In multivariable-adjusted analyses, for every 1-standard deviation (SD) rise in the n-3 biomarkers, there was an association with a lower risk of fatal CHD, with relative risks (RR) as follows: ALA, 0.91 (95% CI, 0.84–0.98); DPA, 0.90 (95% CI, 0.85–0.96), and DHA, 0.90 (95% CI, 0.84–0.96). Of the three biomarkers, only DPA was linked to a lower risk of total CHD (RR, 0.94; 95% CI, 0.90–0.99), and there were no significant associations with nonfatal MI per 1 SD.
The upper quintiles of EPA and DHA were associated with a lower risk of nonfatal MI: RR, 0.71 (95% CI, 0.56–0.90) vs. 0.87 (95% CI, 0.78–0.97), respectively. In addition, highest quintiles of DPA and DHA were associated with a lower risk of fatal CHD [DPA (RR, 0.76; 95% CI, 0.65–0.90) and DHA (RR, 0.77; 95% CI, 0.6–0.89)].
These results indicate that in a multinational free-living population and independent of age, sex, n-6 PUFA (linoleic acid 18:2n-6) and arachidonic acid (20:4n-6) levels, presence of diabetes and use of aspirin or statins, in vivo levels of ALA, DPA, and DHA were associated with a lower incidence of fatal CHD. All told, the effect size was about ~9% fall per 1 SD rise in these concentrations. Most encouraging was the effect of ALA, with implications for the potential utility for plant sources of this substance. DPA is chiefly derived from endogenous, rather than dietary, sources.
This well-conducted study had many strengths. The size ensured a much greater number of events than others. In addition, analysis was prespecified, using individual-level data in each study. Standardized definitions and modeling for all variables and operations made comparisons meaningful. Inclusion criteria minimized reverse causation, and the number of studies included made publication bias unlikely. Since participants were excluded if they had a prior history of CHD, angina, coronary revascularization, the data apply more to the population at large. Limitations inherent in using subjective estimates of fish or fish oil intake were eliminated by using actual in vivo levels.
These data strongly support the notion that increased n-3 PUFA intake may lower risk of CHD events, especially fatal myocardial infarction. This is good news, since there is little risk in following this path, and many individuals in modern society do not consume sufficient n-3 PUFA fats (21). Finally, benefits are to be expected even in those already taking statin drugs or aspirin, in contrast to what was previously suspected, and in diabetic patients.
Whether or not these effects can be translated to the use of n-3 supplements was not examined in this meta-analysis. However, it is reasonable to assume that similar benefits will accompany higher levels, independent of the source, and also to conclude that elevating lower levels may be beneficial. Unfortunately, the questions of purity and quality of supplements, as well as mislabeling and potential consumer misinterpretation of contents remain challenges. On the other hand, concerns about fish contamination with polychlorinated biphenyls (PCBs), chlordane, dioxins, and dichlorodiphenyltrichloroethane (DDT) are evident in fish advisories, and lay articles about fish misidentification have also appeared.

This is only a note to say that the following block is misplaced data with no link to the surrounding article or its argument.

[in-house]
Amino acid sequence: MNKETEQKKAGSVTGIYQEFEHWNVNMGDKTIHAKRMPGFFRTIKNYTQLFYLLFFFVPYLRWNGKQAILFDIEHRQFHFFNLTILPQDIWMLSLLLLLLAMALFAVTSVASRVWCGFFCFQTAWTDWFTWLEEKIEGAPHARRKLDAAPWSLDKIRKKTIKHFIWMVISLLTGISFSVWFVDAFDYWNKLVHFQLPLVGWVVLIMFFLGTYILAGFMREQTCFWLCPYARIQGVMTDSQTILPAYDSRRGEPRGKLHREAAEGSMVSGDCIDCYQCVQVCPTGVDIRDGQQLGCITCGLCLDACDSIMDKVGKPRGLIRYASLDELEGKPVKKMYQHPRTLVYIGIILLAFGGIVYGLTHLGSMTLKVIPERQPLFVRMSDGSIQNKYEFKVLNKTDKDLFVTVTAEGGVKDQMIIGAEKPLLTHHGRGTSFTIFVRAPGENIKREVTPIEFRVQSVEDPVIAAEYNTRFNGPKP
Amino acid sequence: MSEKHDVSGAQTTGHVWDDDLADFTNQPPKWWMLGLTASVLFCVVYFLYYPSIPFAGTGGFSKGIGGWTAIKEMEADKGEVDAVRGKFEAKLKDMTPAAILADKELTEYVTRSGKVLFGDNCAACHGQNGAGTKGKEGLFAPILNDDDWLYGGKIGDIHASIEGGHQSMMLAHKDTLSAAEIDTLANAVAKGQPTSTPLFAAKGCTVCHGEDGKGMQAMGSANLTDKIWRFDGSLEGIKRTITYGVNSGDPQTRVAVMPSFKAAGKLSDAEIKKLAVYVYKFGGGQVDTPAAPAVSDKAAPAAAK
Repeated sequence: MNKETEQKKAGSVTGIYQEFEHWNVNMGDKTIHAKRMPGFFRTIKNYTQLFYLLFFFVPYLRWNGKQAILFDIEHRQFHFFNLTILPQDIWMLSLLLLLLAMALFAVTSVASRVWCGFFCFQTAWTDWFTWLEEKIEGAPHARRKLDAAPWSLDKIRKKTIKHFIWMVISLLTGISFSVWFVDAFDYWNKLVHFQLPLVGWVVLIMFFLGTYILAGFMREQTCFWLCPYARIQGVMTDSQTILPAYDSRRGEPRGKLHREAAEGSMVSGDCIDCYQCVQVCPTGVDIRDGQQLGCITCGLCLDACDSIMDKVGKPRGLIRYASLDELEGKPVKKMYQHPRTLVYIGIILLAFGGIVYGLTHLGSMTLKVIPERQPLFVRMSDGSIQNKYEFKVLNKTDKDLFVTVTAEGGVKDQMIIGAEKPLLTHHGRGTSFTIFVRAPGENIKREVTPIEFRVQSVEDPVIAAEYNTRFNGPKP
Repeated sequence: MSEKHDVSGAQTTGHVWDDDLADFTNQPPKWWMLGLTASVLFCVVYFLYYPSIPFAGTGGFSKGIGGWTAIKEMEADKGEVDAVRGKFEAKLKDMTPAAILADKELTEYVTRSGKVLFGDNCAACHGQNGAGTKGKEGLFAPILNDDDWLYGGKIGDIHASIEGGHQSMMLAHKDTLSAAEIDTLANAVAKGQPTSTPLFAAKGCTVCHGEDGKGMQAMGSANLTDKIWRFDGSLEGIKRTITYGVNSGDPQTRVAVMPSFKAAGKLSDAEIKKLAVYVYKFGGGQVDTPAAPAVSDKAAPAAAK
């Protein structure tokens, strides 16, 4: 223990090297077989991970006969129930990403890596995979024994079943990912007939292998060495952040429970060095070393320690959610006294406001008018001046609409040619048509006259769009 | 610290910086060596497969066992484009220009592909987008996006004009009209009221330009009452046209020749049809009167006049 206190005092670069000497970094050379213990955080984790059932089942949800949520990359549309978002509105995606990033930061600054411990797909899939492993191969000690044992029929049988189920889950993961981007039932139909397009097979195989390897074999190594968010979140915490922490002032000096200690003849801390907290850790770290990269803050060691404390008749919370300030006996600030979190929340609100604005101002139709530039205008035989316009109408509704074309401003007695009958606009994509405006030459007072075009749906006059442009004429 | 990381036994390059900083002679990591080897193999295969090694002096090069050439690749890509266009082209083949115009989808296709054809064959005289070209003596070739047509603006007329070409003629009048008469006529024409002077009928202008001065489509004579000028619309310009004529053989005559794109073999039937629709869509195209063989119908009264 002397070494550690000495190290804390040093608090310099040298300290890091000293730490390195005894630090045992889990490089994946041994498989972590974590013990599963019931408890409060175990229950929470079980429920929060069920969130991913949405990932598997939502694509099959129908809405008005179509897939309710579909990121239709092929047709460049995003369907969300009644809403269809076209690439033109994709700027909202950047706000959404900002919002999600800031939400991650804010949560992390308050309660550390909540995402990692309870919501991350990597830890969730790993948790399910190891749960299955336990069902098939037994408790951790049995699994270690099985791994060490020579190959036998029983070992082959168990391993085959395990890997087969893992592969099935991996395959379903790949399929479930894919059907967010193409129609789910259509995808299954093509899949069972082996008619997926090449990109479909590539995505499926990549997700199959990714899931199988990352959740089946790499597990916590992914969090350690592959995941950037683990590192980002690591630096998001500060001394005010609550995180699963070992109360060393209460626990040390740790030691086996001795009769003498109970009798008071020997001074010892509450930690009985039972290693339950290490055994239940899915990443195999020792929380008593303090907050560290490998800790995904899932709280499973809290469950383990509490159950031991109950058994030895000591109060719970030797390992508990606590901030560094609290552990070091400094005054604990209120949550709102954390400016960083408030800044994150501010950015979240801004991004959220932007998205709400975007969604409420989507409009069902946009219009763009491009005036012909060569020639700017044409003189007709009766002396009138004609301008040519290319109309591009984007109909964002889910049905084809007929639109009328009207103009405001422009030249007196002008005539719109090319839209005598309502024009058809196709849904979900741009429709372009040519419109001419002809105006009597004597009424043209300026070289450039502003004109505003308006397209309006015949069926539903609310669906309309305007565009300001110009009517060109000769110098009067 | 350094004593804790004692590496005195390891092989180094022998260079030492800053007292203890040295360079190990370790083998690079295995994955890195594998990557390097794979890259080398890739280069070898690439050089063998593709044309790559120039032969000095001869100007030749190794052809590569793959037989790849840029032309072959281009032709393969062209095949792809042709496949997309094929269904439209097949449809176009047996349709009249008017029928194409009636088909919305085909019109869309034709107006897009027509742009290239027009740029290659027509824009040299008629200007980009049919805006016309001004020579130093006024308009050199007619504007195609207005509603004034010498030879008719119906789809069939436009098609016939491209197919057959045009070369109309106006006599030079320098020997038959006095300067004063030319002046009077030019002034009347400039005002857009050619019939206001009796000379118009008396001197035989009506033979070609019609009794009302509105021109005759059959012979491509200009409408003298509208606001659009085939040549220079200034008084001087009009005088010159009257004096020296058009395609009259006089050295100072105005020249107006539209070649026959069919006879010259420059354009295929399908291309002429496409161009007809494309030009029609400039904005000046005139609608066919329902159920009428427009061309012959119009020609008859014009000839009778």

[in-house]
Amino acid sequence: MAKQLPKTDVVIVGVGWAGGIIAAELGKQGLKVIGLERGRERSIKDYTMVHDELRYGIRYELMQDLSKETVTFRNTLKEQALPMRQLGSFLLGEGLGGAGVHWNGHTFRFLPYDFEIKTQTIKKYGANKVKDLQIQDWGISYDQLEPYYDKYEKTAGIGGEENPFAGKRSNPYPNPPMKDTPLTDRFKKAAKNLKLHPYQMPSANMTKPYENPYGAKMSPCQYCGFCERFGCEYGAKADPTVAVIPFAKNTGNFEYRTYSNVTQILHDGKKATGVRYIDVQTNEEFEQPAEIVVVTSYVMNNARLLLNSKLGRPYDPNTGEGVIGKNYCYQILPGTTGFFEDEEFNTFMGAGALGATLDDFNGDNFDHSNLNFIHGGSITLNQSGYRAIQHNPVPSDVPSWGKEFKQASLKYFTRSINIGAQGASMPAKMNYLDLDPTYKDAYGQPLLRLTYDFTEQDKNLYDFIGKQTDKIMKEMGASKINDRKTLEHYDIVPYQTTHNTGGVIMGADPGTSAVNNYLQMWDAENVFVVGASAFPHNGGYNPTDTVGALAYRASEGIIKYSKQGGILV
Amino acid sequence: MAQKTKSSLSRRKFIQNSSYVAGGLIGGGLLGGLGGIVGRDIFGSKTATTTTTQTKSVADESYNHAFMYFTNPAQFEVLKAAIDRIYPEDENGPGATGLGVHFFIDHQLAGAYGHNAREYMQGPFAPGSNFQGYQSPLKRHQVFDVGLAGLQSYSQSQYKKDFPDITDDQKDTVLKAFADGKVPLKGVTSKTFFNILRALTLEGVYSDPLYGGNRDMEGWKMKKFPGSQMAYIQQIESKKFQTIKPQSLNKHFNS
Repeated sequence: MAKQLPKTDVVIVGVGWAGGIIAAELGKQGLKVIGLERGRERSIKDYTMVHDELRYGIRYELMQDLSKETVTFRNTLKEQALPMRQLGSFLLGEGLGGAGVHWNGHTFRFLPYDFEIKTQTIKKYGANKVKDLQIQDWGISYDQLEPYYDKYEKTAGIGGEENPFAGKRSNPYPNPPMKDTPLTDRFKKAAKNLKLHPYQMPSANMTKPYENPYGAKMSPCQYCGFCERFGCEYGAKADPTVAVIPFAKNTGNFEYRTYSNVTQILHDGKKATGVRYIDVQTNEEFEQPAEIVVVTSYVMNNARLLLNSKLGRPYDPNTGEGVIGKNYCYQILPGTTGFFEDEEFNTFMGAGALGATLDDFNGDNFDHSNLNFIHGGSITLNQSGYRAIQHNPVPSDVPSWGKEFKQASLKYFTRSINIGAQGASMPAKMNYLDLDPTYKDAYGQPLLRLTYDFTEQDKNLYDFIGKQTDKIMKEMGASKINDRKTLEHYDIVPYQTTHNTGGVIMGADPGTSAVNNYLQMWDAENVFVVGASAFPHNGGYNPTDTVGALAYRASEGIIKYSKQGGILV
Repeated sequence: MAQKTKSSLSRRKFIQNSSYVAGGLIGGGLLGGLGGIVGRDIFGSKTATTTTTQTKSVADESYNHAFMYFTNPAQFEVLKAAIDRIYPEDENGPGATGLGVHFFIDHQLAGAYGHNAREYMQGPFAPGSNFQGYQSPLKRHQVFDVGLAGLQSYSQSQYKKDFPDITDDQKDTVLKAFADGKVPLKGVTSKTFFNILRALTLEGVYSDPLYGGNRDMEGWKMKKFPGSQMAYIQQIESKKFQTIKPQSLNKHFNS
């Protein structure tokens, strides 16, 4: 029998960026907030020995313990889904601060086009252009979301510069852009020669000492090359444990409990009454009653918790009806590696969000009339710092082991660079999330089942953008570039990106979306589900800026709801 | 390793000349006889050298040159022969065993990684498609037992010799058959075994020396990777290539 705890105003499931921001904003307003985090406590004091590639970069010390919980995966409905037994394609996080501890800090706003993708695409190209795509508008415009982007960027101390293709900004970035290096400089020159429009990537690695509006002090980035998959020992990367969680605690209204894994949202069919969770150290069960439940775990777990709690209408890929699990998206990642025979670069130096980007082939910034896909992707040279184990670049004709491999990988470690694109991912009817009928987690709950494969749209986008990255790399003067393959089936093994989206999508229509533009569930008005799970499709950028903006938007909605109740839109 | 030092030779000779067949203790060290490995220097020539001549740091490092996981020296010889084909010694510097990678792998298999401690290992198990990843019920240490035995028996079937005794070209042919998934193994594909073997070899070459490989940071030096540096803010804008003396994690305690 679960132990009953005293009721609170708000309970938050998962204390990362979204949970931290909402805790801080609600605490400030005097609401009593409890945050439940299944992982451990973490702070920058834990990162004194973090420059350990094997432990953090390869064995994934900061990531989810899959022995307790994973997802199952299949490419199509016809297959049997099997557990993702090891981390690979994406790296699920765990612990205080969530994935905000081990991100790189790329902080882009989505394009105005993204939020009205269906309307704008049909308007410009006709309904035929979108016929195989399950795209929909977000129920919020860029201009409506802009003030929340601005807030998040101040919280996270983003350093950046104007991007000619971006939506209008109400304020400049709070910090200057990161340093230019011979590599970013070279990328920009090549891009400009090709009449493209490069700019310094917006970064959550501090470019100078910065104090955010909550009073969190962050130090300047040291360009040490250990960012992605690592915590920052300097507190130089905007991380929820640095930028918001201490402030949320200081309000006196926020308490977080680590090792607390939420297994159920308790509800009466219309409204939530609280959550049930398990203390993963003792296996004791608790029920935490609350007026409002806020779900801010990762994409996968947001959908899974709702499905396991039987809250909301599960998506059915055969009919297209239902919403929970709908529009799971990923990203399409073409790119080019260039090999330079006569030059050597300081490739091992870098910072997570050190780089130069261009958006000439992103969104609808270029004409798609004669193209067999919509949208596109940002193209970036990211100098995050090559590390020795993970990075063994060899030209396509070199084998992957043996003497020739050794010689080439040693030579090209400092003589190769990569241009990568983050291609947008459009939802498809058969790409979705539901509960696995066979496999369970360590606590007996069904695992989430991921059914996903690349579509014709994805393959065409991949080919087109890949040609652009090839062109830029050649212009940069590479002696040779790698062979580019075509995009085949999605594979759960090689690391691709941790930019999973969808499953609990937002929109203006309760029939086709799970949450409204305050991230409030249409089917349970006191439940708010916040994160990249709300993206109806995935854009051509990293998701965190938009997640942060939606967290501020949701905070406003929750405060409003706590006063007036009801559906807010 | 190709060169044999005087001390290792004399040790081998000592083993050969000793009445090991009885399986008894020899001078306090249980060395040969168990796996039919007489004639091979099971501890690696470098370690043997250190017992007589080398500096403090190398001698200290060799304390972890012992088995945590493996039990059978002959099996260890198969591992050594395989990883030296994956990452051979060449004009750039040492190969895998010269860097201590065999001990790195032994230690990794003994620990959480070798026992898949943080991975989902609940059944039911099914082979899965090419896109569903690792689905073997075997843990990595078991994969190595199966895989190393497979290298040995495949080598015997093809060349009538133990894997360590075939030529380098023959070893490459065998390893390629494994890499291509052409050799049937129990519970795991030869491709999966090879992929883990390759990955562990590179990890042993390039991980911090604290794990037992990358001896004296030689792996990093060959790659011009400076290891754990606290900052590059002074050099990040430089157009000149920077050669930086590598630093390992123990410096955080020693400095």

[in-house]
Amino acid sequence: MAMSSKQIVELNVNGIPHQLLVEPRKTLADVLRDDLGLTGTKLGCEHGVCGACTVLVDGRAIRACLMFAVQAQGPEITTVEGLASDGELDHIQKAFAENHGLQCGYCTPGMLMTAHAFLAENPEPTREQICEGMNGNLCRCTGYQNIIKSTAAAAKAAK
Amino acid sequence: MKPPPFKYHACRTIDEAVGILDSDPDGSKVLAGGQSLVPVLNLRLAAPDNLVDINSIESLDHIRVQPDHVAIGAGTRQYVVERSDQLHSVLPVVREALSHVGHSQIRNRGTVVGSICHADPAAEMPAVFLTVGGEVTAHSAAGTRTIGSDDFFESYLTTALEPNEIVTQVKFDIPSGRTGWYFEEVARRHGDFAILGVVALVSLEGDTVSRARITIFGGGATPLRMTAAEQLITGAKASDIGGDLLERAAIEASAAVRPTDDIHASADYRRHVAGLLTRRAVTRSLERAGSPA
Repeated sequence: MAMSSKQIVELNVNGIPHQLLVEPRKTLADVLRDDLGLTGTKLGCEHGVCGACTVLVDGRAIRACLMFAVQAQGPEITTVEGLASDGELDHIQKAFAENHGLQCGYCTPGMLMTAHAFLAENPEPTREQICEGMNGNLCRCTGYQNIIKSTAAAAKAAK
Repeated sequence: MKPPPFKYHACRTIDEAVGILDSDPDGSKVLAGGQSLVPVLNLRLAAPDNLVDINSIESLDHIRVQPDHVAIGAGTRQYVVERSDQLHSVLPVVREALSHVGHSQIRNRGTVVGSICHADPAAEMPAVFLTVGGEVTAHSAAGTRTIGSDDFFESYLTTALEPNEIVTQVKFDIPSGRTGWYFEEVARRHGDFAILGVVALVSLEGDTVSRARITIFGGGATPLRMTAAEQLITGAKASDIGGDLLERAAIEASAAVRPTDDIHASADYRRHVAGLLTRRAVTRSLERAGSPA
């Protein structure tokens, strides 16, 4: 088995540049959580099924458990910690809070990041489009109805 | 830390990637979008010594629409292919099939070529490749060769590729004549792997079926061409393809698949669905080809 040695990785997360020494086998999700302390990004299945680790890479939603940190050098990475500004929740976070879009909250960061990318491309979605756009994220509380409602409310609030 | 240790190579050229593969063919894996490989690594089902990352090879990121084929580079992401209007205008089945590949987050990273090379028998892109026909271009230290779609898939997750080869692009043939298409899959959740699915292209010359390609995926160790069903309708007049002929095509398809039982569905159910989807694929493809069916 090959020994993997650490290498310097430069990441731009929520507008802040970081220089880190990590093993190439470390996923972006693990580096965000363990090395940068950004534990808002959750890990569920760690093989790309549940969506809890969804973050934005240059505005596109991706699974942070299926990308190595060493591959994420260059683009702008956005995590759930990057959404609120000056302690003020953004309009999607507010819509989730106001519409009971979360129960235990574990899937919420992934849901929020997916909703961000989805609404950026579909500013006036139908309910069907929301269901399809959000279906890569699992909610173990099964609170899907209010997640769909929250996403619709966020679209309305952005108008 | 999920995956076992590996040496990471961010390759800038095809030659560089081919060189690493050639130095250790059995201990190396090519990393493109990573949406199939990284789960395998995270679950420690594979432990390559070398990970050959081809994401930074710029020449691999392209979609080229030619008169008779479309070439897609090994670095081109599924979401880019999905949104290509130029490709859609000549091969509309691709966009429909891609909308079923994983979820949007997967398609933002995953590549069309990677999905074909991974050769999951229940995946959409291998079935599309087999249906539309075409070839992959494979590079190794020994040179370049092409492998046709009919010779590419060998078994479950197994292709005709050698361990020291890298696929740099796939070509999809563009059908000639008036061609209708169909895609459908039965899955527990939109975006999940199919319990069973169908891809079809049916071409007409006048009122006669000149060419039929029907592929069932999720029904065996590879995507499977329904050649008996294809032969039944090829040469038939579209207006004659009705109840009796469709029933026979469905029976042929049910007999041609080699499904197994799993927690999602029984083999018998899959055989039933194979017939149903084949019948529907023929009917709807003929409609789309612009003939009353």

For patients who fulfill the criteria, prescription omega-3 PUFA are available as icosapent ethyl, omega-3-acid ethyl esters, omega-3-acid ethyl esters A, and omega-3-carboxylic acids, but they are not FDA approved for the findings in this trial. Over-the-counter omega-3 PUFA are not interchangeable with prescription drugs, and this is particularly true of the newer formulations.
Further studies in progress will add to the evidence base, but may not definitively quell all disagreement. In the interim, the data in this meta-analysis highlight the recommendations of both the American Heart Association and the Harvard School of Public Health concerning fish consumption. Professionals should encourage their patients to be informed and aware of both benefits and risks of using omega-3 agents. Patients at high risk for CVD, with diabetes, or who have already suffered events, should always consult with their physicians beforehand.
Conflicts of Interest: The authors have no conflicts of interest to declare.
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Cite this article as: Kones R, Rumana U. Omega-3 polyunsaturated fatty acids: new evidence supports cardiovascular benefits. J Public Health Emerg 2017;1:38.